Rural Fixed Network Internet Access Remains Disturbingly Expensive
Rural internet access, like rural telecommunications generally, always has been an economic challenge. Infrastructure costs, relative to higher-density urban areas, are higher to much higher.
The number of potential customers is far lower and propensity to spend tends to be lower as well. That is why telecom policy makers always have subsidized rural communications from profits earned elsewhere in the ecosystem (taxes and fees levied on business and urban customers).
In the U.S. market, for example, the last five percent of residences is where the problem lies, with most of the cost issues related to connecting the last couple of percent of locations, as shown by the U.S. Federal Communications Commission National Broadband Plan and Broadband Availability Gap analysis.
In that regard, several major changes have happened since the end of the monopoly era. For starters, the high profits once earned from business customers have diminished sharply. That matters because it was those profits that funded the money-losing networks in rural areas.
A rough rule of thumb always has been that mass market telecom providers make money in urban areas, break even in suburban areas and lose money in rural areas.
That is not likely to change, though the magnitude of losses in rural areas, and the breakeven situation in suburban areas, are the subject of much activity (switching from fixed to wireless or mobile access, for example).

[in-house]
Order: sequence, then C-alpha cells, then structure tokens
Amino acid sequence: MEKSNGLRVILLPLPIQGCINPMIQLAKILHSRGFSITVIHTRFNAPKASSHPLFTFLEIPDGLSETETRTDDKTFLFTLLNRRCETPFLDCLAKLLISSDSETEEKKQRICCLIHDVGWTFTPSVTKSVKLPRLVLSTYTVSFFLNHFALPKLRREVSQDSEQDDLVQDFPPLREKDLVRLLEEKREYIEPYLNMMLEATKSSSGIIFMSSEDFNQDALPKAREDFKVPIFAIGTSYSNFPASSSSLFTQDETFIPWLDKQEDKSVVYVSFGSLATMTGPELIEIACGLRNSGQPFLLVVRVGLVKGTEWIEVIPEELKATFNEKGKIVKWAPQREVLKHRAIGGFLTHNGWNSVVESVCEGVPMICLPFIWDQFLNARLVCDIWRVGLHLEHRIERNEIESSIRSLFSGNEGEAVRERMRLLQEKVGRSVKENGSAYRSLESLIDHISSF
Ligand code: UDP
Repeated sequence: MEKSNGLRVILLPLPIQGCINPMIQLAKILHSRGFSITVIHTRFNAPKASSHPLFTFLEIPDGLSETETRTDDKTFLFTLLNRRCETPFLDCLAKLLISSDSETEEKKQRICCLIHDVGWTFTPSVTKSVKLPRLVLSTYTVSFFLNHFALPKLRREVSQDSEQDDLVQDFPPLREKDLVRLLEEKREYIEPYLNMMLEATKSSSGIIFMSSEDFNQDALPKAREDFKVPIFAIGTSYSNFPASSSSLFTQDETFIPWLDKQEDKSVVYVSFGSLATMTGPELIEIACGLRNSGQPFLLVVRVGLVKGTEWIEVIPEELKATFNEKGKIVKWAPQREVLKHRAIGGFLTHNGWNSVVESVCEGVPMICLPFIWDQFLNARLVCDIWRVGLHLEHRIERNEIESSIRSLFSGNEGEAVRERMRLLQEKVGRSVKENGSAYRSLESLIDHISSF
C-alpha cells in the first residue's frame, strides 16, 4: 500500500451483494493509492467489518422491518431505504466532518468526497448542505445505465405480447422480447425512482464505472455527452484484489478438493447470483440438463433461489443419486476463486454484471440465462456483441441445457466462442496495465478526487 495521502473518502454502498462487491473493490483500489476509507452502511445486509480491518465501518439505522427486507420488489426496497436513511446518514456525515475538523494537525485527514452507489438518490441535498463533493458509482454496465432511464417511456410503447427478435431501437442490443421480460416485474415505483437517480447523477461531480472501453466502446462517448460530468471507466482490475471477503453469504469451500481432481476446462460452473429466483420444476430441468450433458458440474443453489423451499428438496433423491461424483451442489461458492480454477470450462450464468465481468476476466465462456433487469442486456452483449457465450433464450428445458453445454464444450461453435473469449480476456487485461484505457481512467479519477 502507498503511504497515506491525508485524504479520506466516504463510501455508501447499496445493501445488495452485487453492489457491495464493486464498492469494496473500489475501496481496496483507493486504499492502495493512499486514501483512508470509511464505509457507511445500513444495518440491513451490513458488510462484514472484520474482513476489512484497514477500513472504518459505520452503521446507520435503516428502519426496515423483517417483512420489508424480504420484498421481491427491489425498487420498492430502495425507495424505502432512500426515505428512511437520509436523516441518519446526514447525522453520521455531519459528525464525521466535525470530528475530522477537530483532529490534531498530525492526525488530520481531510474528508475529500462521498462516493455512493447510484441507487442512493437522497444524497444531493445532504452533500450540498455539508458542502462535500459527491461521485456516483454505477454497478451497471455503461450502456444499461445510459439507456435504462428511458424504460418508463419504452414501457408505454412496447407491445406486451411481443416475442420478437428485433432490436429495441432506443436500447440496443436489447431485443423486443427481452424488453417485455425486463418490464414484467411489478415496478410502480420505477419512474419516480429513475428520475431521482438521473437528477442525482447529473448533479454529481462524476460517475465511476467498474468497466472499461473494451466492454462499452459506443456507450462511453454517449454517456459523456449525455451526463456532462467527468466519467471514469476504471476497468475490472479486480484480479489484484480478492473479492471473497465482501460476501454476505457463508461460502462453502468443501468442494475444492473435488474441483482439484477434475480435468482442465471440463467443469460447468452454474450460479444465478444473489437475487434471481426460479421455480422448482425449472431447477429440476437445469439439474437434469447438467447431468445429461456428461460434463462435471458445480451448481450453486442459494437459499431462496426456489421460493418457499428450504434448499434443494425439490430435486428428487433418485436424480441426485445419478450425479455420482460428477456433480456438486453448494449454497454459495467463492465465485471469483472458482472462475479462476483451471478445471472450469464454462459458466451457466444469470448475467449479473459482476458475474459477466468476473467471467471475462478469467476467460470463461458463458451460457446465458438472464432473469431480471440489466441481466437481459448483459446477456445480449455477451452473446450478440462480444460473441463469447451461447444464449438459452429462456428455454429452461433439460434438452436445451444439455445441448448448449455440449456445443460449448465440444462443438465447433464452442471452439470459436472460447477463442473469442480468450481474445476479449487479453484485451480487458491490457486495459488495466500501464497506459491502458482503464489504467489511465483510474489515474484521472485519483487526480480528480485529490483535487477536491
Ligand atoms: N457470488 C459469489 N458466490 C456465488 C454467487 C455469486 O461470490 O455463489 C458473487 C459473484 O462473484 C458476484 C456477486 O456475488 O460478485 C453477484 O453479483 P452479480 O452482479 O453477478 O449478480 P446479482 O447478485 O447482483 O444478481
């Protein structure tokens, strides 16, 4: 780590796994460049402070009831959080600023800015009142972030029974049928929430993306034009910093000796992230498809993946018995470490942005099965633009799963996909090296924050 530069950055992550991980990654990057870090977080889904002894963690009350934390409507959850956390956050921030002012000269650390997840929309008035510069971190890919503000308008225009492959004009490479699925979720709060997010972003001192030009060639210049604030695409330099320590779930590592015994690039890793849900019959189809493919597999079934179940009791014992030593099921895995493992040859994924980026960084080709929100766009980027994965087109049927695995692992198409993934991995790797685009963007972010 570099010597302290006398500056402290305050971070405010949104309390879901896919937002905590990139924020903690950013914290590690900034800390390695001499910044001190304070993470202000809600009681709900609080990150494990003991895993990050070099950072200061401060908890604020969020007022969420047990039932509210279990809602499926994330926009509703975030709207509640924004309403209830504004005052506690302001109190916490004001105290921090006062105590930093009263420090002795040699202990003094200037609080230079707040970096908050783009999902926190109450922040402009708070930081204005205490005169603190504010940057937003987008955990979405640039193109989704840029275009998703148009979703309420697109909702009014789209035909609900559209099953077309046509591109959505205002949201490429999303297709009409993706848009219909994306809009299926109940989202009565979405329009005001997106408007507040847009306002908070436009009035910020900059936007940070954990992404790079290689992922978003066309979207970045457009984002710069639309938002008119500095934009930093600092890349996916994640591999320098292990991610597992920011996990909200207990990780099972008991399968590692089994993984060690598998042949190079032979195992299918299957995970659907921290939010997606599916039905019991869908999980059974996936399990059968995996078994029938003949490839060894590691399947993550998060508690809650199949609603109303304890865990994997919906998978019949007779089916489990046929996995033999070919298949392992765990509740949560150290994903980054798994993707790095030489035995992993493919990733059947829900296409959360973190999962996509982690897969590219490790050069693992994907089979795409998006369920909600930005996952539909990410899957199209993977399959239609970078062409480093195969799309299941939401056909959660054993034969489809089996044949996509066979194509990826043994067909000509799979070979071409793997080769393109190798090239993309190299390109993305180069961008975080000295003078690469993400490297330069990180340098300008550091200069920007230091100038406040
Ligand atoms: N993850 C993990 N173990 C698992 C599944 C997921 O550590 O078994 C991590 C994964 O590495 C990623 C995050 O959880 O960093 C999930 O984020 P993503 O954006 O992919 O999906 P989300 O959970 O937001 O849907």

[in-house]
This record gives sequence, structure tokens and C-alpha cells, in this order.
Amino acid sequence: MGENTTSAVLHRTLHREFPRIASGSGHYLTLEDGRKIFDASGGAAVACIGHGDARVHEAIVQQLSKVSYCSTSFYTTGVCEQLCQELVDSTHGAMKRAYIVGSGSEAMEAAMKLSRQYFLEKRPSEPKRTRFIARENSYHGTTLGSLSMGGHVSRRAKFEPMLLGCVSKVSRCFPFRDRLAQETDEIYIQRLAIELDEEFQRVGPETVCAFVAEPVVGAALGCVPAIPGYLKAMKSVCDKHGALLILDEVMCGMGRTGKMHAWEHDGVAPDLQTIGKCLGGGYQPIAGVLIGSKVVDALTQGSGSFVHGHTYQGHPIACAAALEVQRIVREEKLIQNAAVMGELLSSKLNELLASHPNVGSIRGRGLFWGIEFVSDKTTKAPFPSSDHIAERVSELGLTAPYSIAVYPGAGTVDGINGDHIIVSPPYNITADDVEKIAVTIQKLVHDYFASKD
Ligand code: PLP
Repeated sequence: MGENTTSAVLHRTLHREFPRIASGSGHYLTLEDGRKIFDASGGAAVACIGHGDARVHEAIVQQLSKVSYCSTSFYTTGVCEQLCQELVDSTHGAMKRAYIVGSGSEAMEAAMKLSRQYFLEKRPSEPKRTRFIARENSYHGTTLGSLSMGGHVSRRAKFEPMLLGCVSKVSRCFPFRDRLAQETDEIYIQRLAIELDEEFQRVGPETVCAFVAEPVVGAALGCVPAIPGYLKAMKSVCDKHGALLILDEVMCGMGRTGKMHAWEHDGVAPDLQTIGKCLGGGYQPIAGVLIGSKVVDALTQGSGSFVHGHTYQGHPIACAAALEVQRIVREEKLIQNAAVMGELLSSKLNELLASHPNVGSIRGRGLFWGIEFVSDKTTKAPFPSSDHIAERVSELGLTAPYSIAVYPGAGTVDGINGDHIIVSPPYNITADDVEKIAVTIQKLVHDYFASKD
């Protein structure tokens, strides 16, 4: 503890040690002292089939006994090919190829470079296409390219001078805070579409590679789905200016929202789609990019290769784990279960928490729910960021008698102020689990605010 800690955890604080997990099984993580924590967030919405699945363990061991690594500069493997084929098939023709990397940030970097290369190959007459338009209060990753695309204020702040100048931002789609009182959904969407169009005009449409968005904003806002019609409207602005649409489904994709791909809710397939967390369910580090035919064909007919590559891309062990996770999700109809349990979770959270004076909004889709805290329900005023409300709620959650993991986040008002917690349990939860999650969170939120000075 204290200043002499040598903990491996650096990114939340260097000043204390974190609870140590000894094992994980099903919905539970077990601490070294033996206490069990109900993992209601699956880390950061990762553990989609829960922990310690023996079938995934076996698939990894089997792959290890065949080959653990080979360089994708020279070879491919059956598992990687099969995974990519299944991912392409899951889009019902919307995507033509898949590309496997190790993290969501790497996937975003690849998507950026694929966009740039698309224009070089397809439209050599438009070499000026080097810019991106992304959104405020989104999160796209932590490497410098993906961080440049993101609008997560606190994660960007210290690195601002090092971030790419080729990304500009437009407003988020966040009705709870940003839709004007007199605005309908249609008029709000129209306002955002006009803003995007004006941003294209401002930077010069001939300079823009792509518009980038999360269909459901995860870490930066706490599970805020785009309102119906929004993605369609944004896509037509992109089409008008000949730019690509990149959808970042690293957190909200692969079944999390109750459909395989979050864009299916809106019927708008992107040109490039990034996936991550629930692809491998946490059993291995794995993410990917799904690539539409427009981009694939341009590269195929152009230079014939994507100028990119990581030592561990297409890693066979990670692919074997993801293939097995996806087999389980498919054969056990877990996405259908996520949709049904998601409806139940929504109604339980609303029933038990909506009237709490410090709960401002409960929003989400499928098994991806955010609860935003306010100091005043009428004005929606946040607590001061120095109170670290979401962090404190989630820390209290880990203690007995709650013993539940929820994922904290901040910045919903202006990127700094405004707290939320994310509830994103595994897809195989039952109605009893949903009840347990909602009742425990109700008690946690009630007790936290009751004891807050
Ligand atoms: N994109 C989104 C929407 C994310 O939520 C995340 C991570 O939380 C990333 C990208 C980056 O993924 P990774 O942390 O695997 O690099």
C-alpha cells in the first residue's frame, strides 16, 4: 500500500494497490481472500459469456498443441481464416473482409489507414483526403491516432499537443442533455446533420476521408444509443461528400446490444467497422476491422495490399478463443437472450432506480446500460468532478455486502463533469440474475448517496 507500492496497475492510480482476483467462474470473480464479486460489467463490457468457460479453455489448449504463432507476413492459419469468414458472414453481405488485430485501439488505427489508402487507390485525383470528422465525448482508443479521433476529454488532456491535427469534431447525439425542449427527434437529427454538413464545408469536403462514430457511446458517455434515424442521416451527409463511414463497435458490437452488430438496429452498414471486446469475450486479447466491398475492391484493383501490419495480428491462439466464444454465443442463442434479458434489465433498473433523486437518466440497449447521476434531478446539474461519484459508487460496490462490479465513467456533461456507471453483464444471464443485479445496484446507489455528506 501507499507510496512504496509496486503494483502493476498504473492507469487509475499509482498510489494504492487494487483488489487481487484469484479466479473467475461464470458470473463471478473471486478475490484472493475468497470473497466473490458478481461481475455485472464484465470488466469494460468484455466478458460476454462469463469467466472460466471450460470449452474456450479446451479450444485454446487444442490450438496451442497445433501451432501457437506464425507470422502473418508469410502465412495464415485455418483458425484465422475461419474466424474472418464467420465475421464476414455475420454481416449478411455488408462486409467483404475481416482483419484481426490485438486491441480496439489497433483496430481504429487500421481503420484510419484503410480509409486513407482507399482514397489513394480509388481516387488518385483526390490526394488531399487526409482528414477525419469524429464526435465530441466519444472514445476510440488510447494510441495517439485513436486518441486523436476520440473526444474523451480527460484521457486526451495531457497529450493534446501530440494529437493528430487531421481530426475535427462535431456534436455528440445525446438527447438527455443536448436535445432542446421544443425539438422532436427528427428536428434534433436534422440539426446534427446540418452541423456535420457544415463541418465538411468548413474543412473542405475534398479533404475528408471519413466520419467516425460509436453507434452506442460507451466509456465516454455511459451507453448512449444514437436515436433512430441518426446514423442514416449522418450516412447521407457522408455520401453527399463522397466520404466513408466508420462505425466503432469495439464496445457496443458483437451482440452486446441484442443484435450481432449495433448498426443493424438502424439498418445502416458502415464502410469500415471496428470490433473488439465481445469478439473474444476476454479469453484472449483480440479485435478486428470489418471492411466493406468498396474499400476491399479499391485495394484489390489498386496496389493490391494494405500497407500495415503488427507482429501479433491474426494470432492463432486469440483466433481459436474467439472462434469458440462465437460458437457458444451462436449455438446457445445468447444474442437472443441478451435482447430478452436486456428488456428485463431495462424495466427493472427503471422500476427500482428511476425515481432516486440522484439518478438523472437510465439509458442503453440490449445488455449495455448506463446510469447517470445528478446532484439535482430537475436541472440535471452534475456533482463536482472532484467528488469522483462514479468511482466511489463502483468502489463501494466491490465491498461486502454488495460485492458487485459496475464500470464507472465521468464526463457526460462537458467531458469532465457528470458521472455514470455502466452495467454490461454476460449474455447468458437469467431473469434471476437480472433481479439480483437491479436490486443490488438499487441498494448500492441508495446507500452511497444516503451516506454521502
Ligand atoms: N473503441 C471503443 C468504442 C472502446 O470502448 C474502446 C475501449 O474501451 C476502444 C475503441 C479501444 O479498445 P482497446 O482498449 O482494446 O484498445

To be sustainable on a stand-alone basis, rural networks have to rely both on better technology that is much more affordable, and always must keep operating costs in control. The former tends to be the issue. Rural companies always have had to operate efficiently.
Government subsidies likely always will be needed, as an actual sustainable business model does not really exist.
Consider many U.S. states where rural population density ranges between 50 and 60 locations per square mile, and ignore the vast western regions east of the Pacific coast range and west of the Mississippi River, where population density can easily range in the low single digits per square mile.
Assume 55 locations per square mile, and two fixed network suppliers in each area. That means a theoretical maximum of 27 customers per square mile, if buying is at 100 percent. Assume for the moment that buying rates really are at 100 percent. Two equally skilled competitors might expect to split the market, so each provider, theoretically, gets 27 accounts per square mile.
At average revenue of perhaps $75 a month, that means total revenue of about $2025 a month, per square mile, or $24,300 per year, for all the customers in a square mile.
The network reaching all homes in that square mile might cost an average of $23,500 per home, or about $1.3 million.
At 50 percent adoption, that works out to roughly $47,000 per account in a square mile, against revenue of $900 per account, per year. Over 10 years, revenue per account amounts to $9,000.
The business case does not exist, without subsidies.
Other Federal Communications Commission studies also suggest the business case challenges. Assuming a standard fixed network investment cost, that might not produce a positive business case over a 20-year period, the FCC has suggested.